Kurinji – Floods, Arts and Madras

On 11th December, 2015, exactly 10 days after the massive floods that ravaged through Chennai city, I hopped into a bus to Reteri from High Court. I plugged the earphones into my ears and skipped through one song after another, for no song could appease my mood. The bus bobbed up and down through the broken, may-cave-in-any-moment-now and at times non-existent streets skirted by heaps and piles of rotting rubbish.  Rubbish – an otherwise small, smelly word – encompassed unusable clothes, furniture, home appliances, musical instruments, books, hard earned money, well-loved memories and more, that day.



As the bus plied through ankle-length pitch-black, tarry thick sewage water on its way to Perambur, my music player played “Pirappokkum ella uyirkkum, yadhum oore yavarum kelir,” (meaning: “I am a global citizen and the humanity is my fraternity” is the norm of life applicable to all living beings), an anthem celebrating the glorious traditions of Tamil culture. I choked. I choked every time the song soared into “Semmozhiyana Thamizh mozhiyam.” (Music by A.R.Rahman) A disaster like the December 2015 floods can suck the very spirit of a city. However, the truth that the collective hearts, particularly the non-state ones, of Chennai beat as one, barring a few arrhythmic moments, cannot be sidestepped no matter what the so-called intelligentsia believe. The scale and gravity of the good work done by the volunteers and benefactors notwithstanding, the fact remains that Chennai is limping badly, nursing her suppurated open wounds.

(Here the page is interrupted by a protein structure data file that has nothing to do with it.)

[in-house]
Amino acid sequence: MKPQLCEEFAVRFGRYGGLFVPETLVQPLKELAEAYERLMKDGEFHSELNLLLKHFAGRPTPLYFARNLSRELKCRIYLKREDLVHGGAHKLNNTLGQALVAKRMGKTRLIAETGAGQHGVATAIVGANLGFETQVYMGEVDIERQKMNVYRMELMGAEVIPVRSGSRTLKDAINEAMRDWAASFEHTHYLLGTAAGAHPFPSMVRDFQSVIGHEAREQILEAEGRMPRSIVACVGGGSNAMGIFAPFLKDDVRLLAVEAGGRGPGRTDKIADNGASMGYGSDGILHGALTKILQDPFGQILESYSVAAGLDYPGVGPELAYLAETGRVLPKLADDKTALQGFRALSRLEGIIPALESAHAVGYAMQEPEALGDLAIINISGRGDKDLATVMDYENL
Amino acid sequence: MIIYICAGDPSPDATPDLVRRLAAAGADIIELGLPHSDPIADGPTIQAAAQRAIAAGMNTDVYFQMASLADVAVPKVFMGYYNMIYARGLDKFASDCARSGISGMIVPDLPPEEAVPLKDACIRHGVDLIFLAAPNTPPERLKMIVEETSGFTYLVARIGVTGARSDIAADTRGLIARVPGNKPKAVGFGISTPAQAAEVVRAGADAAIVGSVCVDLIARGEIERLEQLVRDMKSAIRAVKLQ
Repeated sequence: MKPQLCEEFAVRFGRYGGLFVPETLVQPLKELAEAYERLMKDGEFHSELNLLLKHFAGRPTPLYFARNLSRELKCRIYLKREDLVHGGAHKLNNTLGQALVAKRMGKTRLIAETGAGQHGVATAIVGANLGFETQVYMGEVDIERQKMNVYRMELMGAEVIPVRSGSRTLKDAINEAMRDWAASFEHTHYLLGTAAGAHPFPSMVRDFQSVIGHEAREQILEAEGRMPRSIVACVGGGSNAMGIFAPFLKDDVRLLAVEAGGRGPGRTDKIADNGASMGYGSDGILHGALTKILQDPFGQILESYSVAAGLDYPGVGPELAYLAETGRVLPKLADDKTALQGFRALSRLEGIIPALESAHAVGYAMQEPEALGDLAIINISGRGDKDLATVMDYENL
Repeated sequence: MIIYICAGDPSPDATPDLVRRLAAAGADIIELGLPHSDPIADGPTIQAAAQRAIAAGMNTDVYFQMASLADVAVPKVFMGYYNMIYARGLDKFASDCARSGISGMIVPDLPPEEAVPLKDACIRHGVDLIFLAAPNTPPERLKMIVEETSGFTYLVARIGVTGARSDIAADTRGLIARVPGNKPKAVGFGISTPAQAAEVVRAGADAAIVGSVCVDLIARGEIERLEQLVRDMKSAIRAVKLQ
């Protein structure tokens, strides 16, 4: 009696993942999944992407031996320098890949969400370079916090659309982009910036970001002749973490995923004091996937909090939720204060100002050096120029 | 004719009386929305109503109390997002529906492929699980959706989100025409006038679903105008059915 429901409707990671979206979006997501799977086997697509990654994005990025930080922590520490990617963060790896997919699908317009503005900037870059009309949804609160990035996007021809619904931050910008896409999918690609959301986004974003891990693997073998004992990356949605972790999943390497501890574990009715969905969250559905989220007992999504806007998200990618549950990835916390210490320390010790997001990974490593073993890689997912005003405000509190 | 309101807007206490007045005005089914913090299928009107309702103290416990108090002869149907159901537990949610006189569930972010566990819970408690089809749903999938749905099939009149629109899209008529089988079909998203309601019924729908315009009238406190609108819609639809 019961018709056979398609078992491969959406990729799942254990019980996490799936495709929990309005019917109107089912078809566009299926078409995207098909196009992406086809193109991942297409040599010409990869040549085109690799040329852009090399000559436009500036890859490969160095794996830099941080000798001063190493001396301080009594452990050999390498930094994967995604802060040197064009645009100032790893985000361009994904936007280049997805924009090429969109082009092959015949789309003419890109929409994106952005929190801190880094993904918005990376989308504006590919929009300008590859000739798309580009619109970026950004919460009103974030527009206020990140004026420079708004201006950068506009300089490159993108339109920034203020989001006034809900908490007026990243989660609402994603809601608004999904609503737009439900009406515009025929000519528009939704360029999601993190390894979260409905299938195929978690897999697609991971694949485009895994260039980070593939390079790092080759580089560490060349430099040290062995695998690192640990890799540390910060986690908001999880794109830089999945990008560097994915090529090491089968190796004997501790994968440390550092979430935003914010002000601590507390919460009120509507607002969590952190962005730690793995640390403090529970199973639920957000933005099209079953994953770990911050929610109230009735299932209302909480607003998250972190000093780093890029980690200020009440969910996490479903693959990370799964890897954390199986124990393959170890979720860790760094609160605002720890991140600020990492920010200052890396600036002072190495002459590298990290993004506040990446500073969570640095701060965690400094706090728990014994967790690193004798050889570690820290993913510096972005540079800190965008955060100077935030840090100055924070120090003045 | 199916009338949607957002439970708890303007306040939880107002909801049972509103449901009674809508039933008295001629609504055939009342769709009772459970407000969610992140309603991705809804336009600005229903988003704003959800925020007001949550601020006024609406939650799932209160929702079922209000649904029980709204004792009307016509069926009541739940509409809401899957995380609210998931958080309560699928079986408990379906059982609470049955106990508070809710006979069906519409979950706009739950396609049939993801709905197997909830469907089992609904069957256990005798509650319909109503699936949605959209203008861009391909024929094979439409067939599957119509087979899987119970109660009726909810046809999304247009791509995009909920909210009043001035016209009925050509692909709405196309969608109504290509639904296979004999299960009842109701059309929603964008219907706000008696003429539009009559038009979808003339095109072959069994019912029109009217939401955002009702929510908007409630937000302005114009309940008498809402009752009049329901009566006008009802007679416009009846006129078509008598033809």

With this background, it didn’t seem silly when some suggested that the annual music and dance festival season held in the month of December and the book fair organized in the month of January be cancelled, or postponed at the least. That people are not in the mood to receive an art or any other form of celebration was the logic behind it, the soundness of which one cannot let slide. It is a different matter that none raised their voice against the release of big ticket movies or the operation of multinational companies in five star hotels. It is pertinent to note that, perhaps for the first time, even the upper middle class community of South and Central Chennai came face to face with the troubles of bare survival, which has been more of a norm than exception to the North Madrasis and poverty-line community. Well, who knew that disaster can be classified into mainstream and marginalized? Leaving the common denominator of economics behind, one wonders why there is so much repugnancy against arts and literature (and not sports, mind you!) in the city citing the floods as a cause, particularly from the artists and connoisseurs. Is it only because the arts in question, Carnatic music and Bharatnatyam, are viewed as a stronghold of a particular elitist community, both supply and demand-wise?

Or, is the question even deeper? What is the purpose or utility of an art form? Is it possible to appreciate art, even as a rasika – connoisseur, while being mentally depressed? Personally, I couldn’t concentrate on a book or a song or a person. I tried breaking the streak by meeting people and watching movies – it didn’t help. Almost on a whim, I decided to attend a Carnatic music concert or kutcheri, as it is called. By the time I reached Sri Parthasarathy Swamy Sabha (concert held at Vidhya Bharathi, Mylapore) on 30th December 2015, calls of “house-full” and “no tickets” greeted me. Thankfully, a few more stubborn music enthusiasts like me thought they could get in at the last minute. Our collective stare-power and money-power earned us seats and we entered the sweaty, noisy, jam packed hall to listen to the newest Sangeetha Kalanidhi, Sanjay Subrahmanyan, sing, who was set to give his final concert for the year and season.